A study was performed to determine prevalence of Cytauxzoon felis (C felis) infections in bobcats (Lynx rufus) from North Carolina, where C felis is recognized in domestic cats, and in Pennsylvania, where it is not. Samples from North Carolina (n = 32) were obtained postmortem via cardiac puncture from legally trapped bobcats. Samples from Pennsylvania (n = 70) were collected postmortem onto Nobuto blood collecting strips by the Pennsylvania Game Commission. Each sample was tested using a C felis-specific polymerase chain reaction (PCR) assay as well as a PCR assay targeting host DNA to rule out the presence of PCR inhibitors. Three samples were excluded due to the presence of PCR inhibitors. Thirty-three percent (10 of 30) of the samples from North Carolina and 7% (5 of 69) of the samples from Pennsylvania tested positive for C felis. The proportion of C felis-positive bobcats from North Carolina was significantly different from that of Pennsylvania (P < 0.005). Despite the lower prevalence of C felis infections in Pennsylvania bobcats, this finding is unique and indicates the potential for C felis infections in domestic cats in the northeastern United States if the appropriate tick vectors are present. Veterinary practitioners in Pennsylvania should be alert for cytauxzoonosis in domestic cats. Further studies about the epidemiology and transmission of C felis infections in both domestic cats and bobcats are needed.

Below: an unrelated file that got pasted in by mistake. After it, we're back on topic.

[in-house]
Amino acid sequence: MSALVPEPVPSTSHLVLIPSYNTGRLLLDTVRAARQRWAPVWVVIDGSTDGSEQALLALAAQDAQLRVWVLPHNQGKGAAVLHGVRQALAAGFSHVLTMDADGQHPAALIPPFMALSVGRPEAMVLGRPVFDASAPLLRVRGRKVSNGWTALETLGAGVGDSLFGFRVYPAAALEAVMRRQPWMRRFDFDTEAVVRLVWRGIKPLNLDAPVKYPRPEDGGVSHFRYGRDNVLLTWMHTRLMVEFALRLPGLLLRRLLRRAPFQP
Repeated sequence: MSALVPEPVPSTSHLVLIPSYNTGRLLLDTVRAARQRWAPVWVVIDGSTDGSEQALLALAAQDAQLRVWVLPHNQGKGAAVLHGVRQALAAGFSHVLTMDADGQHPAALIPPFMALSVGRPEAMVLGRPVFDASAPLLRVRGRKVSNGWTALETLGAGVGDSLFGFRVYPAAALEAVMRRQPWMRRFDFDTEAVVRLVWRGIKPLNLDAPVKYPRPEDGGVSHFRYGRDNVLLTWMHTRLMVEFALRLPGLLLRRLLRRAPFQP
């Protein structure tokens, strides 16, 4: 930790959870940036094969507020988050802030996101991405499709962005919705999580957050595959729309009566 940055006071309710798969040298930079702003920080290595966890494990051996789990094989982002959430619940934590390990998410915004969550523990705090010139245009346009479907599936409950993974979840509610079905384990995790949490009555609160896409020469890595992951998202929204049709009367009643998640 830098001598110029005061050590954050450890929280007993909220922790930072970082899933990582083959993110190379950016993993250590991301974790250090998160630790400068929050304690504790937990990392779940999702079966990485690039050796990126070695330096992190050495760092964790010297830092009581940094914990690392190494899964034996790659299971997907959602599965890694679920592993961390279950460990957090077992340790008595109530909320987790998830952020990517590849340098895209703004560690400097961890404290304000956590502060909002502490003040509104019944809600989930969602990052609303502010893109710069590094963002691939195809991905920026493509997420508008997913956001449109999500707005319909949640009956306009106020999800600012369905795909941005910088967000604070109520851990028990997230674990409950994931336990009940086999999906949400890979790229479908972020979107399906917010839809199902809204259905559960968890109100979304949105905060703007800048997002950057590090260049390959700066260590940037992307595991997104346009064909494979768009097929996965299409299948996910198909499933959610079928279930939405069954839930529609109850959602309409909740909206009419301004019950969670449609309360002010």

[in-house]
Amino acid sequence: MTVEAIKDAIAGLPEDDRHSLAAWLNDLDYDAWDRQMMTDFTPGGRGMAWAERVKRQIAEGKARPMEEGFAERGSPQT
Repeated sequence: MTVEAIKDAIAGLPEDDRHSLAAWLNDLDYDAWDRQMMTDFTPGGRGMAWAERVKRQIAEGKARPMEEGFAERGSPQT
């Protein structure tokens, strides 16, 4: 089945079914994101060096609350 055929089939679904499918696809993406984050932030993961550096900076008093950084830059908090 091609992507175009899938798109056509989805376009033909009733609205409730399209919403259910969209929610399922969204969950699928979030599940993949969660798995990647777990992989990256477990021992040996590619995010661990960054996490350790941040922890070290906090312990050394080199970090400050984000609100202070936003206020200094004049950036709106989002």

COMMENTARY: C felis was first identified in the United States 30 years ago, and since then there has been a small number of reported cases. However, researchers at the University of Georgia have noted that the frequency and distribution of cytauxzoonosis are growing and that domestic cats occasionally remain persistently infected without morbidity, providing an additional reservoir host for the parasite. Clinicians in the Southeast and as far north as Pennsylvania should consider C felis in febrile cats, and owners should be educated about tick control, especially in the spring and summer, when tick populations peak.-Carly Jordan, PhD candidate in parasitology
Cytauxzoon felis infections are present in bobcats (Lynx rufus) in a region where cytauxzoonosis is not recognized in domestic cats. Birkenheuer AJ. VET PARASITOL 153:126-130, 2008.